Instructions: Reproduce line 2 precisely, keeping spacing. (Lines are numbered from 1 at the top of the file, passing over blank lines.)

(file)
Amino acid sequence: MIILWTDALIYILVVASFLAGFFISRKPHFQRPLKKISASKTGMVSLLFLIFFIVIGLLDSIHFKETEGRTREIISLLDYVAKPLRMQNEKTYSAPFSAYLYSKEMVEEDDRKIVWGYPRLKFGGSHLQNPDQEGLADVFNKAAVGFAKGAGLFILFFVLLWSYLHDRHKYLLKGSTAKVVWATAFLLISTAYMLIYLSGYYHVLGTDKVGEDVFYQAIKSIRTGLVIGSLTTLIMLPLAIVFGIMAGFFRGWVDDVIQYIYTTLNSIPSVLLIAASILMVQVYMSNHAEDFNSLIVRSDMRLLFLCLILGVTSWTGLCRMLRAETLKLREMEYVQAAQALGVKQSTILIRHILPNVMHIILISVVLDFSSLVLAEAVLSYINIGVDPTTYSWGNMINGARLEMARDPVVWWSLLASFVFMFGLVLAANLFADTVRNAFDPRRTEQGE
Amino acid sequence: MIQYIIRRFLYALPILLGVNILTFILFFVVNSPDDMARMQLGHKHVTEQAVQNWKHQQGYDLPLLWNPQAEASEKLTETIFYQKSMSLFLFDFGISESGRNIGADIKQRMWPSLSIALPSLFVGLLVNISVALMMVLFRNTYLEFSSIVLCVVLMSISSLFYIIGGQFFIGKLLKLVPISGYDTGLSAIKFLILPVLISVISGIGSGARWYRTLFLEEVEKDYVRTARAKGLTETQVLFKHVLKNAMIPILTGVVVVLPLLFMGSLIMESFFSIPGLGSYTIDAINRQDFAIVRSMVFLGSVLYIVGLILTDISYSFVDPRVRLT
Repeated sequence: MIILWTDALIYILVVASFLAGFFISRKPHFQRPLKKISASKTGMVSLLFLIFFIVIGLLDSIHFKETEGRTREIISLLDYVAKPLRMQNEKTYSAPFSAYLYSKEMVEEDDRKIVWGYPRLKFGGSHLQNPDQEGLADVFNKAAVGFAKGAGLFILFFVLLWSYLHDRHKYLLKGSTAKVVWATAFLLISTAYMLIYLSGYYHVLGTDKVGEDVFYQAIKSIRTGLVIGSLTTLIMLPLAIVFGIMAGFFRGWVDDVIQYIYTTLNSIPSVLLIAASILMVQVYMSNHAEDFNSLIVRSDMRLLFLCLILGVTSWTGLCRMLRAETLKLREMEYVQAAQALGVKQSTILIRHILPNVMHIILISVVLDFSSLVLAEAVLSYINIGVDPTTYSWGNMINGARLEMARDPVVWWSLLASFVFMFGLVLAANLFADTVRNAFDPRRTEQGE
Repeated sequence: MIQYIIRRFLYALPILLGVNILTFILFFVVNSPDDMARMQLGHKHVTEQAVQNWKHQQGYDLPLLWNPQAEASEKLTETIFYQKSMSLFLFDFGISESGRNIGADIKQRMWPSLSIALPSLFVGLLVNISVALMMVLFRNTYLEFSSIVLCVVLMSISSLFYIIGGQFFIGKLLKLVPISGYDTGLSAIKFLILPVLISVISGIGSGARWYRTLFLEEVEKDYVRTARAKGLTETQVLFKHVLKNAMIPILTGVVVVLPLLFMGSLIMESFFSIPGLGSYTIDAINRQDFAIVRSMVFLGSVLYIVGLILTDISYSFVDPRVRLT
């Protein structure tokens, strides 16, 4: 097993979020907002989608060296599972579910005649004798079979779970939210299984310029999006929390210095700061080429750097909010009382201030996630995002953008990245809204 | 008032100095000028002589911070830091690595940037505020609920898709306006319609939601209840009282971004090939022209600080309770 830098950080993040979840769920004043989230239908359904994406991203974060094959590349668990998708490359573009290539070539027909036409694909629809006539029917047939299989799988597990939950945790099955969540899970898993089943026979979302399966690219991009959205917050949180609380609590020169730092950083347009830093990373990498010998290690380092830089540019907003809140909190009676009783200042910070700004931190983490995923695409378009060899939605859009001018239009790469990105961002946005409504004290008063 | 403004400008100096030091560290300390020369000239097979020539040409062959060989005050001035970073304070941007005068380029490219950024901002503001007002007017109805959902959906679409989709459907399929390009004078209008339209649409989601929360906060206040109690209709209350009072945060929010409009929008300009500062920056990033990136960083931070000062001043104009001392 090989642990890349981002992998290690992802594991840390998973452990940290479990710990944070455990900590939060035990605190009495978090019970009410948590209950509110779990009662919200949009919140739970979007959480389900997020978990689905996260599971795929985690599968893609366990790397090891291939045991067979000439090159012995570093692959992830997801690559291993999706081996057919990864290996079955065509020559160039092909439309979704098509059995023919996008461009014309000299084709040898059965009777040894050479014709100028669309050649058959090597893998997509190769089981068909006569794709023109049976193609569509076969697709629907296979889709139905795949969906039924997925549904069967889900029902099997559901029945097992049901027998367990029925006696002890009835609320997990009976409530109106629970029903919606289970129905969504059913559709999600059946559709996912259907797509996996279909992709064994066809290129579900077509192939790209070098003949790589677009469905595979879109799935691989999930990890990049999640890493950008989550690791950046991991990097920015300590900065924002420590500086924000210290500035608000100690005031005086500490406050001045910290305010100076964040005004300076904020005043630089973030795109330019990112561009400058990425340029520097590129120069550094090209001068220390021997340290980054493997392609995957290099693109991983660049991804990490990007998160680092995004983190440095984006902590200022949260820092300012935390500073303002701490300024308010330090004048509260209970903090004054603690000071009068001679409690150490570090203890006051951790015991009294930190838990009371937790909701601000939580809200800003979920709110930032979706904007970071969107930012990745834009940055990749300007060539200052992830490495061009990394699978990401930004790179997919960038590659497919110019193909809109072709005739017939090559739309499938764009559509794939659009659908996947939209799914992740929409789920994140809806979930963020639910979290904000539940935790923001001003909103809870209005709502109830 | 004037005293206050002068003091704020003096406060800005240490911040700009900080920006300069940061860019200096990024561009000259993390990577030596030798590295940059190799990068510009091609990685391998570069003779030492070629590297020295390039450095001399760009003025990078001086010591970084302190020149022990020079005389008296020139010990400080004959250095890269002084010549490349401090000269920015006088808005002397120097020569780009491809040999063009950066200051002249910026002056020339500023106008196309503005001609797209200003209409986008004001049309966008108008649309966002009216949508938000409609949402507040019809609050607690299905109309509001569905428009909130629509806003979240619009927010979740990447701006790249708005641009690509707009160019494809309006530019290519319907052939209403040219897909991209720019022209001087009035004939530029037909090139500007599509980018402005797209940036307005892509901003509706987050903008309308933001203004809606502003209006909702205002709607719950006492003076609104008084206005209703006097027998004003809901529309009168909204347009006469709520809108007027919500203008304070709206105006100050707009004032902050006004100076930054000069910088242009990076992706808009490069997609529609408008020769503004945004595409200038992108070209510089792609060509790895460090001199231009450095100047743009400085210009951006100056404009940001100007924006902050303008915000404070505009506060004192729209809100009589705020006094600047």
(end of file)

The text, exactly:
Amino acid sequence: MIQYIIRRFLYALPILLGVNILTFILFFVVNSPDDMARMQLGHKHVTEQAVQNWKHQQGYDLPLLWNPQAEASEKLTETIFYQKSMSLFLFDFGISESGRNIGADIKQRMWPSLSIALPSLFVGLLVNISVALMMVLFRNTYLEFSSIVLCVVLMSISSLFYIIGGQFFIGKLLKLVPISGYDTGLSAIKFLILPVLISVISGIGSGARWYRTLFLEEVEKDYVRTARAKGLTETQVLFKHVLKNAMIPILTGVVVVLPLLFMGSLIMESFFSIPGLGSYTIDAINRQDFAIVRSMVFLGSVLYIVGLILTDISYSFVDPRVRLT